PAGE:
The Blue Planet (2001) s01e06 Episode Script

Coral Seas

1 In all the seas of the world, the warm waters of the tropics contain the richest and most colorful communities.
Coral reefs.
They may seem like underwater paradise, but they are perpetual battlegrounds for space.
Even the corals have to fight for it.
In this crowded frenetic community, every individual needs its place, its own way of surviving.
None of these creatures would be here if it were not for the coral.
A coral larva drifts in the open sea, floating in a soup of young reef animals.
If just one of these coral larvae survives in a suitable spot, a new reef will be founded.
In just a few days, the larva changes form and becomes a polyp, similar to a sea anemone.
Identical copies bud off and, gradually, a colony develops.
Each polyp surrounds itself with a hard skeleton, and, from this solid base, begins to grow.
It increases in length by an impressive 15cm a year.
This branching coral is only two years old.
A mature reef can be thousands.
Corals provide the foundations on which the entire reef community relies.
Some organisms, like the Christmas tree worms, actually live within the coral.
Others climb out, away from the reef, to filter their food from the water.
As the community grows, intimate relationships form, and different creatures become dependent on one another.
Even animals that spend much of their time traveling in the ocean return to the reef for a clean.
Coral reefs can be home to astounding numbers of fish.
Here swim the smallest and the largest fish in the sea.
Whale sharks are only visitors.
When currents bring nutrient-rich water up from the deep, they come here to feed.
All these animals are here because of the coral.
This extraordinary complex maze is built, layer upon layer, by millions and millions of individual animals - Polyps.
Each polyp's flesh is supported by a limestone skeleton.
Below the gut is the place where most of the growth occurs.
Here, the living tissue deposits an intricate lattice of limestone.
Beneath that, the limestone skeleton is bare, having been vacated by the living coral tissues.
This is the hard structure that forms the foundation of the reef.
A single reef can extend for many miles.
Coral reefs are only found in the clear, warm, shallow waters of the tropics.
Sunlight is vital to them, even though they are animals, because inside their flesh live millions of tiny single-cell algae, plants.
And all plants need sunlight to photosynthesize sugars.
98 percent of the food the corals consume is produced by the algae.
Without them, the reef would not exist.
Like any plant, algae need just the right amount of light.
Not too much, not too little.
The corals regulate that with pigments that we can only see when they are illuminated by ultraviolet light.
Most corals, for protection, spend the day withdrawn into their stony fortresses.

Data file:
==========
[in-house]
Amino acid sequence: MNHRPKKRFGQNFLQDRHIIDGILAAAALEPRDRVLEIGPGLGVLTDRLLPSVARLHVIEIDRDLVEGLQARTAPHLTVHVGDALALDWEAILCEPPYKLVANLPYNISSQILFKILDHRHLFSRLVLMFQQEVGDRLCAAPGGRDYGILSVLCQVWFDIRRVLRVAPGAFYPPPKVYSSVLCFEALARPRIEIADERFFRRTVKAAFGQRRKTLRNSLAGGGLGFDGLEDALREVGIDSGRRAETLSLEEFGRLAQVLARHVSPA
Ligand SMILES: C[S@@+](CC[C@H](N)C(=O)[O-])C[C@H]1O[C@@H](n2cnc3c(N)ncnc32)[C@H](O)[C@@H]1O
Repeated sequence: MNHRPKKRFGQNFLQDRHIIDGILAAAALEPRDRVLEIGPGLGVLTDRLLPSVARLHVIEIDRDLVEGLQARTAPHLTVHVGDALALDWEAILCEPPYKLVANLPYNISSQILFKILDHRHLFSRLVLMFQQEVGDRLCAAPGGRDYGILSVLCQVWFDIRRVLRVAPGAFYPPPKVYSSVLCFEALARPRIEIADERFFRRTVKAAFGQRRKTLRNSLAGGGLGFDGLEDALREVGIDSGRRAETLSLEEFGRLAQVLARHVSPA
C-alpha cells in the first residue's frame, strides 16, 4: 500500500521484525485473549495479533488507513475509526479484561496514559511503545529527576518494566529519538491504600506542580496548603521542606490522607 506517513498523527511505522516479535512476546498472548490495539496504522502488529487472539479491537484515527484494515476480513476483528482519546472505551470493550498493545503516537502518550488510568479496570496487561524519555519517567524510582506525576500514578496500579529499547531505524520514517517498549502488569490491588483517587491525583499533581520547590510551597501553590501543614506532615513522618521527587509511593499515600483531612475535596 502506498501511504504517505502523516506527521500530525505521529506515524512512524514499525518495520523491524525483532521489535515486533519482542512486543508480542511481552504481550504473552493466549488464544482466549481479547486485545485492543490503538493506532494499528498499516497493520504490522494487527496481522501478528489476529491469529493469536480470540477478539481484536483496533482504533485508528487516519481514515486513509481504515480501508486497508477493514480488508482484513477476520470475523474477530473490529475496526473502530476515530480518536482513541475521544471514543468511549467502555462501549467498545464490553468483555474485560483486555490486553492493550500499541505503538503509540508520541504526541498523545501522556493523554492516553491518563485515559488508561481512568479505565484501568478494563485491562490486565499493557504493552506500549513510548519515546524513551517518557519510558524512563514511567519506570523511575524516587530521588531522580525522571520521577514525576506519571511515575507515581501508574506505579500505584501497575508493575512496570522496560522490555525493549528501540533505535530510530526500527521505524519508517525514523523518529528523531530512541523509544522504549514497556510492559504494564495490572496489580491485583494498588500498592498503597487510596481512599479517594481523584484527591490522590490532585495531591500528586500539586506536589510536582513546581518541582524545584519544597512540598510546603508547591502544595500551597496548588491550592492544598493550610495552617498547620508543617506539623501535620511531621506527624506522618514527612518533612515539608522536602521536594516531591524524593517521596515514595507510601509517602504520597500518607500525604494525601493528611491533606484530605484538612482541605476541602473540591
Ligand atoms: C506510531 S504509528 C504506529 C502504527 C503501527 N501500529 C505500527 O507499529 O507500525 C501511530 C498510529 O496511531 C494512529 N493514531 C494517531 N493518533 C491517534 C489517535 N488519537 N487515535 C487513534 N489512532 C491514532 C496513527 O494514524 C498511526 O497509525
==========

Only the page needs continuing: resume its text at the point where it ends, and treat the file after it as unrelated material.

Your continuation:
Even then they are not safe from the jaws of these butterfly fish.
At night, the corals take in water, expand their tentacles and emerge to feed.
They collect plankton.
Each tentacle has stinging cells, which fire on contact.
Once the prey is caught, it's passed down to the polyp’s mouth.
It is at night, when the polyps are extended, that they add to the limestone foundations beneath them.
inevitably, the corals begin to overgrow each other, and that means trouble.
When neighbors get too close, they detect one another’s presence chemically.
The aggressor on the right prepares for battle.
The polyps extrude their guts and simply digest their rivals alive.
A no-man's-land - a band of white skeleton - is the only evidence of the night's border dispute.
Some corals are targeted by yet more deadly predators.
Predators that can crawl in search of their victims.
Crown of thorns starfish - poisonous, invincible eating machines.
They also extrude their gut and digest coral wholesale.
But some corals have help.
Small crabs living within their branches resist these onslaughts and defend their home.
From beneath, they launch an attack on the vulnerable underside of the starfish.
Even the crown of thorns will retreat from such a determined attack.
This coral is left unharmed.
Humphead parrotfish, nearly a meter and a half in length.
Their jaws are so powerful they can bite through rock.
When they descend to feed, the reef itself is under threat.
They are indiscriminate feeders, taking both rock and coral alike in their quest for algae.
These fish play a large part in the erosion of the reef.
The rock and coral emerges later as a fine sand.
On a single reef, they can produce tons of it every year.
This soft sand forms the tropical beaches that we find so alluring.
Over time, the sand builds up to form an island, which is then colonized by animals and plants.
Trees take root.
Birds arrive.